All businesses—big and small—have threats that present risks to their business and its success. What you choose to plan for ahead of time as it relates to potential risks to your business can greatly impact your successes. And just because you may not have as much money to budget for potential risks and business continuity as a larger corporation, doesn’t make planning for risk a non-issue.
Regardless of your budget, make sure you have the following five areas assessed and planned out in order to be proactive about your own potential business risks:
1. Assess all potential risks
It may sound simple, but take a moment to think about what could happen that would affect business continuity. These risks could be anything from natural disasters (floods, hurricanes, tornadoes) to password leaks or power outages. Rather than think about these risks from the standpoint of “if” they happen, think about them as in “when” they will happen. Assuming you’ll encounter some type of risk situation will better prepare you for how to handle them when they occur.
Looking for help or need fresh ideas? Check out these common small business risks provided by NSW as a way to get started.
2. Establish points of contact
Make sure your contact information for vendors, clients and other important connections are up to date. Think about an instance where your supply chain might be compromised or an instance where you’d need to contact your customers as an entire group. Do you have systems in place for that?
In the case of suppliers and vendors, gather pertinent contact names, phone numbers, email addresses and information such as “what would happen when…” in a master file. You will also want to set up a back-up list of vendors and supplies in the event you are ever unable to get a hold of or retain the services from any current vendors.
In the case of clients and customers, utilize a database that is easy to search and update as needed. Consider implementing an email marketing service such as Constant Contact or MailChimp—anything that you’d be able to easily upload and send out a mass communication email—as a way to connect with your customers should you need to make them aware of a negative situation.
3. Set up emergency files and resource documents
Don’t treat your critical business documents like your desk (we know—YOU know where everything is in the pile, but what happens if someone else needs to find it?) Gather anything from legal documents and insurance forms to service contracts and licenses and store them in multiple places—physically and electronically.
Ideas for setting up and storing your emergency files and resource documents:
- Utilize back-up hard drives for critical computer files and documents (and set to back up these files on a regular, ongoing basis)
- Research a critical document restoration company in your area (have their number on file in case you would need their help in restoring documents damaged by flood, mold, fire, etc.)
- Purchase a fire and water-proof safe and keep copies of all critical documents inside. Make sure there is more than one person who knows the access code.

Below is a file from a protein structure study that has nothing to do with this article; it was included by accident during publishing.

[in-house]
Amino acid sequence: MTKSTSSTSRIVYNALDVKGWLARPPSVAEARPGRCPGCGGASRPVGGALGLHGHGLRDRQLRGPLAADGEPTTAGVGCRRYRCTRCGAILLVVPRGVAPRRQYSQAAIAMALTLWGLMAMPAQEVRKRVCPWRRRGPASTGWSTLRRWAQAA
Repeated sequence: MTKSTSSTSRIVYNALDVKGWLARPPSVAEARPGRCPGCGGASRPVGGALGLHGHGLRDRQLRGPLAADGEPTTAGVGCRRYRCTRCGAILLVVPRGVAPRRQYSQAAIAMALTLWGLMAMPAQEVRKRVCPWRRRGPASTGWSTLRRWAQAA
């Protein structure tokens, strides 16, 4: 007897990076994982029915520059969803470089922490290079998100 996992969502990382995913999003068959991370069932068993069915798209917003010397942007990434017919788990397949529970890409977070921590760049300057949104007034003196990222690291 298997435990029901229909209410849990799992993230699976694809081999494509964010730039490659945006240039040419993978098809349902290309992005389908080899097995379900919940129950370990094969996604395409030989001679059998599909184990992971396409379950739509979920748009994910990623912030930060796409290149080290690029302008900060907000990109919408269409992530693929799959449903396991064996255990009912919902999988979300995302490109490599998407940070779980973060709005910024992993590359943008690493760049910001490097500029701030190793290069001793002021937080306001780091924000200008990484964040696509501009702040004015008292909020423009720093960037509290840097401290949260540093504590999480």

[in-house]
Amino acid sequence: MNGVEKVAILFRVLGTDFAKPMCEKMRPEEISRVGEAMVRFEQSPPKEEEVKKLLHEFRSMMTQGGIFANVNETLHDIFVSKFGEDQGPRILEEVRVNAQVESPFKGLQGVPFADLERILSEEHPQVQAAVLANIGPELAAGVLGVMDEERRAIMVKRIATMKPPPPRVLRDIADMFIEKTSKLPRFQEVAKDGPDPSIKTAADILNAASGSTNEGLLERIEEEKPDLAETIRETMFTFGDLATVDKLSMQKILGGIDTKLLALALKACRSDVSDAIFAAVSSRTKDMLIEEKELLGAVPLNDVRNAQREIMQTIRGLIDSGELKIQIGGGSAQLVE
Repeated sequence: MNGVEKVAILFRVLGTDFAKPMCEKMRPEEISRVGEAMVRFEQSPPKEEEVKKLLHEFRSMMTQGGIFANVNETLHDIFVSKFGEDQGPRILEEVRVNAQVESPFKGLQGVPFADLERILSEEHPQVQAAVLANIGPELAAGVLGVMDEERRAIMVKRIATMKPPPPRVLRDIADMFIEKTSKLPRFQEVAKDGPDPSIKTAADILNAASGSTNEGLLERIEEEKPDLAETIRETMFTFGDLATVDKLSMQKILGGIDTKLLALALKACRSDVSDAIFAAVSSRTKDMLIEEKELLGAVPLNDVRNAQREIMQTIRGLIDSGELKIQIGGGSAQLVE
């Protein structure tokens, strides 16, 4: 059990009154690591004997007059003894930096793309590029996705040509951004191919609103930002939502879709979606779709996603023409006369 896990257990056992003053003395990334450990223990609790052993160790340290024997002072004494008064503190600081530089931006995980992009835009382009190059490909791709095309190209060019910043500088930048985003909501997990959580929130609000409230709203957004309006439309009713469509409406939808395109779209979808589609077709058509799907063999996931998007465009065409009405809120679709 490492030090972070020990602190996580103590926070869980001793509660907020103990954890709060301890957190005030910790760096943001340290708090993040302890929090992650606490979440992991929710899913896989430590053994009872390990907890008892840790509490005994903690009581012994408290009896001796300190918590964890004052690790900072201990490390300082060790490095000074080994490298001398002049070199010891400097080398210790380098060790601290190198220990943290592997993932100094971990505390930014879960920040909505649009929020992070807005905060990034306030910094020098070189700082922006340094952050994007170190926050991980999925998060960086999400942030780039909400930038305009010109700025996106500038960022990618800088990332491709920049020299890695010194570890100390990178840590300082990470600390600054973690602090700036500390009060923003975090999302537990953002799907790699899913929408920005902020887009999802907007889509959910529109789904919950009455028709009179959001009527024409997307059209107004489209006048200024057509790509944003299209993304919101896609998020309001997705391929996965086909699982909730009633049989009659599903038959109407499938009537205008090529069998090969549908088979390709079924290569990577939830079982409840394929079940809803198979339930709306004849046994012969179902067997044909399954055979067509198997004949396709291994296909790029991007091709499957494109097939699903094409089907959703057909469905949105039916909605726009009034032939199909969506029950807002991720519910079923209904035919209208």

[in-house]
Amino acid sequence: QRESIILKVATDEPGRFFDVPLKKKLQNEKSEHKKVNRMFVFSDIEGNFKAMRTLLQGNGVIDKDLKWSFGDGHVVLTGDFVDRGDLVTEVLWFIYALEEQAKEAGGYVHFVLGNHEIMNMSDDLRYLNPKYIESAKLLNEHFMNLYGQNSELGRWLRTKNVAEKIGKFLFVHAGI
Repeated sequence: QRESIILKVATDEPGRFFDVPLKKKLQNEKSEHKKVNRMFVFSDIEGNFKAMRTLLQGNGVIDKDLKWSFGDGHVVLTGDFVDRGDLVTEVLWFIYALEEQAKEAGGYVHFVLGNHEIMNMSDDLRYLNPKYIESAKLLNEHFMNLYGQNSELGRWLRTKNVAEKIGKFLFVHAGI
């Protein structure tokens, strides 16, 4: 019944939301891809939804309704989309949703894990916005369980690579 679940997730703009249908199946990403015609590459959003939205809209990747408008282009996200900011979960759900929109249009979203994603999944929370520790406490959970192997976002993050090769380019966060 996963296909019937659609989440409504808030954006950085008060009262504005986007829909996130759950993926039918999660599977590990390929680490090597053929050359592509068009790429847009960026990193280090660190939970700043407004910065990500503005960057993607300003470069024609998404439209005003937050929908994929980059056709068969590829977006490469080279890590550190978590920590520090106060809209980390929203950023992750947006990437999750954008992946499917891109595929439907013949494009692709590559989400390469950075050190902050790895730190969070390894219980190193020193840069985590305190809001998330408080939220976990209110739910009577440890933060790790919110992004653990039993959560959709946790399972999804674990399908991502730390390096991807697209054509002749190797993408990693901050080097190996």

- Make extra copies of critical documents and store a set off-site; one set should remain at the business for easy access, the other in another location in case of fire or a natural disaster.
4. Decide on insurance or additional budget needs
Depending on the cost of the business, you can determine how much money you are willing to spend on managing the risks—that includes whether or not you choose to take out insurance to cover some of these potential risks.
Some risks may cause such little damage that it would be easier and cheaper for your business to recover from the risk once it occurs. On the other hand, other risks may have you incurring such high costs that it makes more sense to buy insurance as a precaution instead.
Figure out the true risk of each potential instance, the cost you could incur and then make a sound decision on whether or not to purchase insurance, create a risk preparedness fund, or forgo budgeting that particular instance all together.
5. Document everything in a business continuity plan
The key with this final step is to think in simple terms. The last thing you want to do is create more work for yourself or compile a 250-page document that no one will have time to read (or remember). As Mike Minzes states in “Small Business Disaster Preparedness,” the three most important components of a business continuity plan are: A realistic assessment of risks, alternatives to sustaining the business after a disaster/during the recovery, and local support resources. Once you’ve worked through steps 1 through 4 above, you should have most of what you need to compile this plan.
The Business Continuity Planners Association (BCPA) is a long-standing UMSA member and is an invaluable resource in your planning efforts. You can reach them at www.bcpa.org.
What are your thoughts on small business risk planning? Do you think there is enough time dedicated to setting up small business continuity plans? Are there other factors you would consider or add to our list?